[caption id="attachment_631" align="alignleft" width="300" caption="On the left, the zucchini and onion mixture; on the right the completed skirt steak."][/caption]

[caption id="attachment_630" align="alignleft" width="300" caption="The salad, with roasted peppers and parmesan."][/caption]

Recently for lunch I made these flank steak sandwiches. They are delicious, but fairly complicated. They have three main sets of ingredients: (1) a roasted pepper and parmesan salad, (2) sauteed zucchini and onions, (3) flank steak. Because these ingredients are layered within a pita pocket, it’s sort of like a little meal with a salad followed by a steak, zucchini and onion entree.

We added some mayonnaise, too, to try to make things even more delicious. As a side, I made this black bean salad, and we brought along some cucumber-cranberry juice. Even though this was a pretty simple meal, I have a number of comments to make.

Skirt steak

As I have mentioned before on this blog, I am a big fan of braising, because you can use a cheap piece of meat and make it really delicious. Another way you can make cheap meat delicious is by marinating it for a while.

This recipe calls for flank steak, which is to be marinated in an olive oil, lime juice, and spice mixture. I did this overnight, though I used skirt steak (more on this in a minute). The result, after it is grilled, is delicious, incredibly flavorful, and very tender. This is especially true because flank or skirt steak is usually cut in thin strips, against the grain. This helps make it even more tender by severing a lot of the muscle fibers. The meat isn’t super-cheap, especially not compared to some other cuts such as ribs, but you get way more than you pay for in taste experience.

A word about skirt steak vs. flank steak. This recipe calls for flank steak, which is cut from the abdominal muscles of the cow. I couldn’t find flank steak, so I used skirt steak, which is apparently from the diaphragm (and which is usually used in fajitas). I think this was an OK substitution; I certainly wasn’t able to tell the difference, and they do come from similar areas of the cow and are of similar texture. But some people do notice and care, and I’m sure there are important differences between the 2 cuts that I will eventually become aware of.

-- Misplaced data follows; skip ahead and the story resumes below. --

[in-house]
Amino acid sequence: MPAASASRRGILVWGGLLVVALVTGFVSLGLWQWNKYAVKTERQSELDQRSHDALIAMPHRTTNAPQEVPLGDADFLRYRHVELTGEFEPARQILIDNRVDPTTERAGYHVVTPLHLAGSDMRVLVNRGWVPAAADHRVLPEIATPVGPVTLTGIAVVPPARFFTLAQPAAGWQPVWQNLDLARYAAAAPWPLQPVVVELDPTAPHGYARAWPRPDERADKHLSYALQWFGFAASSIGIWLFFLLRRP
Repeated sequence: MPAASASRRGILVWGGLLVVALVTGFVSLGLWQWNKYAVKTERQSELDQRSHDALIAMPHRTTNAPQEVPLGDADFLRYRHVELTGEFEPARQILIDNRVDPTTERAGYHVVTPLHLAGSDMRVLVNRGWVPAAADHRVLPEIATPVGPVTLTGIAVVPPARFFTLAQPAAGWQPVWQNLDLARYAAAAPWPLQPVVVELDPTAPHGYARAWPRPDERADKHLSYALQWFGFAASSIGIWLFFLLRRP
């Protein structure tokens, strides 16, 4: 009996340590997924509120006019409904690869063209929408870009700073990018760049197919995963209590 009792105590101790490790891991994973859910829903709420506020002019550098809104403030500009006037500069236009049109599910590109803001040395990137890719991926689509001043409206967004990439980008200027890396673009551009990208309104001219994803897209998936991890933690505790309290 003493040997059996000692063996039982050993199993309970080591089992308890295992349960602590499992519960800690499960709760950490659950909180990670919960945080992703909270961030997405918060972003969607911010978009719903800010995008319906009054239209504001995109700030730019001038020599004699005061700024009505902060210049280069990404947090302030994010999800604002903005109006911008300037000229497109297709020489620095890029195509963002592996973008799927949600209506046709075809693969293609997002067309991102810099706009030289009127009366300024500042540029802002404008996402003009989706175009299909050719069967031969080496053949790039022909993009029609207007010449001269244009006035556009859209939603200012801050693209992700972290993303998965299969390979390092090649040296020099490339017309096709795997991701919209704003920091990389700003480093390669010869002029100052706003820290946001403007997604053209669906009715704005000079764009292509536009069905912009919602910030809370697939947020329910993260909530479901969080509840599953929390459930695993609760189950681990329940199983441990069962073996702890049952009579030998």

As I mentioned above, we put together a quick, spicy mayonnaise to add to the steak. I think this was a great addition, though probably not necessary. We used an immersion blender to bring about the necessary consistency, which has always worked well for me in the past.

However - and perhaps it had something to do with the extreme heat an humidity that day - the mayonnaise completely fell apart as we finished adding the oil. So, it ended up being more of a sauce. Which was fine. Anyway, if you arrive at mayonnaise, stop adding oil!

Applying heat

This meal called for roasted peppers and roasted corn, as well as grilled onions, zucchini, and steak. I only have an electric oven and stove, and no grill, so I had the chance to make some interesting substitutions.

To roast the corn, I spread frozen kernels on parchment paper, and then put this under the broiler in the oven. When the parchment paper caught fire, I had to quickly close the oven door in order to prevent the apartment from filling up with smoke. I lost those kernels in the blaze!

For my second attempt, I spread the kernels directly on a sheet pan, then put the sheet pan over 2 electric burners at full heat. This seemed to work pretty well as long as I rotated the kernels actively. There was a small amount of ash, but overall the kernels charred nicely. To roast the peppers, I simply placed them directly on our electric burners when they were hot, rotating them from time to time. This worked fine.

Finally, the recipe calls for the steaks, zucchini and onions to be grilled. I put them all in a very hot cast iron pan as a substitute for the grill. I really enjoy using cast iron pans, mostly because they keep heat well.

However, it is also true that sometimes cast iron pans keep heat better than I would like. I will write more about this later, but until recently I would often get my pan too hot, then add oil, which promptly burned. I would then have to scrub out the oil, and wait a long time for the pan to get cool enough to use.

I ran into this problem immediately when trying to grill the zucchini and onions. Fortunately, I had time to wipe the old oil out and wait for the pan to cool off a bit before trying again.